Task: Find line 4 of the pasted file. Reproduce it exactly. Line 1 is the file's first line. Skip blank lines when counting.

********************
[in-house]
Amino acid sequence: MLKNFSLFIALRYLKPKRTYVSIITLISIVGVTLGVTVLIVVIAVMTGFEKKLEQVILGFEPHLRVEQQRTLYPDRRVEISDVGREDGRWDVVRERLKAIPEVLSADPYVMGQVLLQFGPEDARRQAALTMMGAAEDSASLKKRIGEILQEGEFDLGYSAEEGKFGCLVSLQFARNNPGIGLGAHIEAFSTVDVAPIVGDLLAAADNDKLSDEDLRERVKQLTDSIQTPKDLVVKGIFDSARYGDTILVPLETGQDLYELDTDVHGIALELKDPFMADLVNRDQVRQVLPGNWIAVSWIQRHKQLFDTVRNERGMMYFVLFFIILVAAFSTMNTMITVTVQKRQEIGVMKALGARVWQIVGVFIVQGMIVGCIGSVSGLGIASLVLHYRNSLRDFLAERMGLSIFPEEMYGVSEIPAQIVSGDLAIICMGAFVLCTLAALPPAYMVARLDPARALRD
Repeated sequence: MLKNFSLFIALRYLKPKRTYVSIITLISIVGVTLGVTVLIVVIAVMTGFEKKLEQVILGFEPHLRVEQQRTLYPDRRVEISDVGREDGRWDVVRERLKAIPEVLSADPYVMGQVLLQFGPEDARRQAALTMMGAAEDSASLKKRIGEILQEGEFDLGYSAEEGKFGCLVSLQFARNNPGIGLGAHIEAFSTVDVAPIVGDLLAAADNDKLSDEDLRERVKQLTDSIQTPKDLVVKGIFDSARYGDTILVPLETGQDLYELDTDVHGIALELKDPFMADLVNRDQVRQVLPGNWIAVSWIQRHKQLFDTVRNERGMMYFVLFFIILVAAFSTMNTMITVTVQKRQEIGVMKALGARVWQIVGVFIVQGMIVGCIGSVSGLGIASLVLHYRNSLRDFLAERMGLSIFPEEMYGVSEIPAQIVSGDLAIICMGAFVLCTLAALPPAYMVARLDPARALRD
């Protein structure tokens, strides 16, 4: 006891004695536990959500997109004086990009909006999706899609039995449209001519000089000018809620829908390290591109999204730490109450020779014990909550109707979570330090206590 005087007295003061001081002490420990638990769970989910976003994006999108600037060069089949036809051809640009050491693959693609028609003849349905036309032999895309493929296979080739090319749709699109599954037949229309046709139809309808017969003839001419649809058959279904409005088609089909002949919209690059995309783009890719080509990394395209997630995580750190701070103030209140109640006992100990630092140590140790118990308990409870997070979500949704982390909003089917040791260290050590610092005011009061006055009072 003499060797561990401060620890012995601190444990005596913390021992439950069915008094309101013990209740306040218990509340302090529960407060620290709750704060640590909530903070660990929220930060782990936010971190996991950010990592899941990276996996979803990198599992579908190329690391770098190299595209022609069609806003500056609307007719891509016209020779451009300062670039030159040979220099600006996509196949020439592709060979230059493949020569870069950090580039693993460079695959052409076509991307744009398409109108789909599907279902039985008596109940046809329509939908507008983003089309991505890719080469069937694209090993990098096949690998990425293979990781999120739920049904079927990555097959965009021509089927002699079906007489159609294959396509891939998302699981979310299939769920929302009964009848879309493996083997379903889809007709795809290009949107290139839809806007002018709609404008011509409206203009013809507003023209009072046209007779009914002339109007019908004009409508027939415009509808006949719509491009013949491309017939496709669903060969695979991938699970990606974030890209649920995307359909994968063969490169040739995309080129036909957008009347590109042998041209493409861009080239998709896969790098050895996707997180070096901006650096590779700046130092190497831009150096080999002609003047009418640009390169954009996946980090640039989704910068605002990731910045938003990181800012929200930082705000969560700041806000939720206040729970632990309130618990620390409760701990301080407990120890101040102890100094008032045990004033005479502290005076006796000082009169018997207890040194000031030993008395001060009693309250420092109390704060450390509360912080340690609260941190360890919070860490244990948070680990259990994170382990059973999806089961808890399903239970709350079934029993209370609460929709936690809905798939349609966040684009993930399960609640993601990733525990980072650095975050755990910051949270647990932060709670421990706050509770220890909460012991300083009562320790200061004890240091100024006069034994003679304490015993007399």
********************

């Protein structure tokens, strides 16, 4: 006891004695536990959500997109004086990009909006999706899609039995449209001519000089000018809620829908390290591109999204730490109450020779014990909550109707979570330090206590 005087007295003061001081002490420990638990769970989910976003994006999108600037060069089949036809051809640009050491693959693609028609003849349905036309032999895309493929296979080739090319749709699109599954037949229309046709139809309808017969003839001419649809058959279904409005088609089909002949919209690059995309783009890719080509990394395209997630995580750190701070103030209140109640006992100990630092140590140790118990308990409870997070979500949704982390909003089917040791260290050590610092005011009061006055009072 003499060797561990401060620890012995601190444990005596913390021992439950069915008094309101013990209740306040218990509340302090529960407060620290709750704060640590909530903070660990929220930060782990936010971190996991950010990592899941990276996996979803990198599992579908190329690391770098190299595209022609069609806003500056609307007719891509016209020779451009300062670039030159040979220099600006996509196949020439592709060979230059493949020569870069950090580039693993460079695959052409076509991307744009398409109108789909599907279902039985008596109940046809329509939908507008983003089309991505890719080469069937694209090993990098096949690998990425293979990781999120739920049904079927990555097959965009021509089927002699079906007489159609294959396509891939998302699981979310299939769920929302009964009848879309493996083997379903889809007709795809290009949107290139839809806007002018709609404008011509409206203009013809507003023209009072046209007779009914002339109007019908004009409508027939415009509808006949719509491009013949491309017939496709669903060969695979991938699970990606974030890209649920995307359909994968063969490169040739995309080129036909957008009347590109042998041209493409861009080239998709896969790098050895996707997180070096901006650096590779700046130092190497831009150096080999002609003047009418640009390169954009996946980090640039989704910068605002990731910045938003990181800012929200930082705000969560700041806000939720206040729970632990309130618990620390409760701990301080407990120890101040102890100094008032045990004033005479502290005076006796000082009169018997207890040194000031030993008395001060009693309250420092109390704060450390509360912080340690609260941190360890919070860490244990948070680990259990994170382990059973999806089961808890399903239970709350079934029993209370609460929709936690809905798939349609966040684009993930399960609640993601990733525990980072650095975050755990910051949270647990932060709670421990706050509770220890909460012991300083009562320790200061004890240091100024006069034994003679304490015993007399």